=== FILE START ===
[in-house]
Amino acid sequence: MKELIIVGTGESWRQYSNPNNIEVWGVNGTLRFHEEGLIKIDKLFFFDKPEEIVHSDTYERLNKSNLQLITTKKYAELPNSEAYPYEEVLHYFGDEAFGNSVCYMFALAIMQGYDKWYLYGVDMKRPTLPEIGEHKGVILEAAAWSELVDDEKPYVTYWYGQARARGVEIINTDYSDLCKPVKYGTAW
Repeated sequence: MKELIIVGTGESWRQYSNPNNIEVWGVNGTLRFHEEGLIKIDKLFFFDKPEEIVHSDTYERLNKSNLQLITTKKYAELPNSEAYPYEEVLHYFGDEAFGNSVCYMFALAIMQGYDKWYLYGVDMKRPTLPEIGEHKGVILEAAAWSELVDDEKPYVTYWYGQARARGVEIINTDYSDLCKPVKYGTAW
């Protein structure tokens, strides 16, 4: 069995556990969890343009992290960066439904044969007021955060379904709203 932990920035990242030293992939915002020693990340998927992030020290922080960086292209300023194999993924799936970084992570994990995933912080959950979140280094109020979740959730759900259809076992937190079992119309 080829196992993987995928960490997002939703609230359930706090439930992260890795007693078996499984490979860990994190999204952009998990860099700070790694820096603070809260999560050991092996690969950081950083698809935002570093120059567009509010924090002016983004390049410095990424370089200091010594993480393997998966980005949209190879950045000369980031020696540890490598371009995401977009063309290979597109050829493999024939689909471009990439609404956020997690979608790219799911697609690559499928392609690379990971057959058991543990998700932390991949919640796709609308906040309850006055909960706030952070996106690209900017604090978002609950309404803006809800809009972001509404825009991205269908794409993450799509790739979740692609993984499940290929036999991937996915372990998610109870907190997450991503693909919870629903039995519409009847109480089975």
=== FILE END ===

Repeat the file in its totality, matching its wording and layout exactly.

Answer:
[in-house]
Amino acid sequence: MKELIIVGTGESWRQYSNPNNIEVWGVNGTLRFHEEGLIKIDKLFFFDKPEEIVHSDTYERLNKSNLQLITTKKYAELPNSEAYPYEEVLHYFGDEAFGNSVCYMFALAIMQGYDKWYLYGVDMKRPTLPEIGEHKGVILEAAAWSELVDDEKPYVTYWYGQARARGVEIINTDYSDLCKPVKYGTAW
Repeated sequence: MKELIIVGTGESWRQYSNPNNIEVWGVNGTLRFHEEGLIKIDKLFFFDKPEEIVHSDTYERLNKSNLQLITTKKYAELPNSEAYPYEEVLHYFGDEAFGNSVCYMFALAIMQGYDKWYLYGVDMKRPTLPEIGEHKGVILEAAAWSELVDDEKPYVTYWYGQARARGVEIINTDYSDLCKPVKYGTAW
């Protein structure tokens, strides 16, 4: 069995556990969890343009992290960066439904044969007021955060379904709203 932990920035990242030293992939915002020693990340998927992030020290922080960086292209300023194999993924799936970084992570994990995933912080959950979140280094109020979740959730759900259809076992937190079992119309 080829196992993987995928960490997002939703609230359930706090439930992260890795007693078996499984490979860990994190999204952009998990860099700070790694820096603070809260999560050991092996690969950081950083698809935002570093120059567009509010924090002016983004390049410095990424370089200091010594993480393997998966980005949209190879950045000369980031020696540890490598371009995401977009063309290979597109050829493999024939689909471009990439609404956020997690979608790219799911697609690559499928392609690379990971057959058991543990998700932390991949919640796709609308906040309850006055909960706030952070996106690209900017604090978002609950309404803006809800809009972001509404825009991205269908794409993450799509790739979740692609993984499940290929036999991937996915372990998610109870907190997450991503693909919870629903039995519409009847109480089975």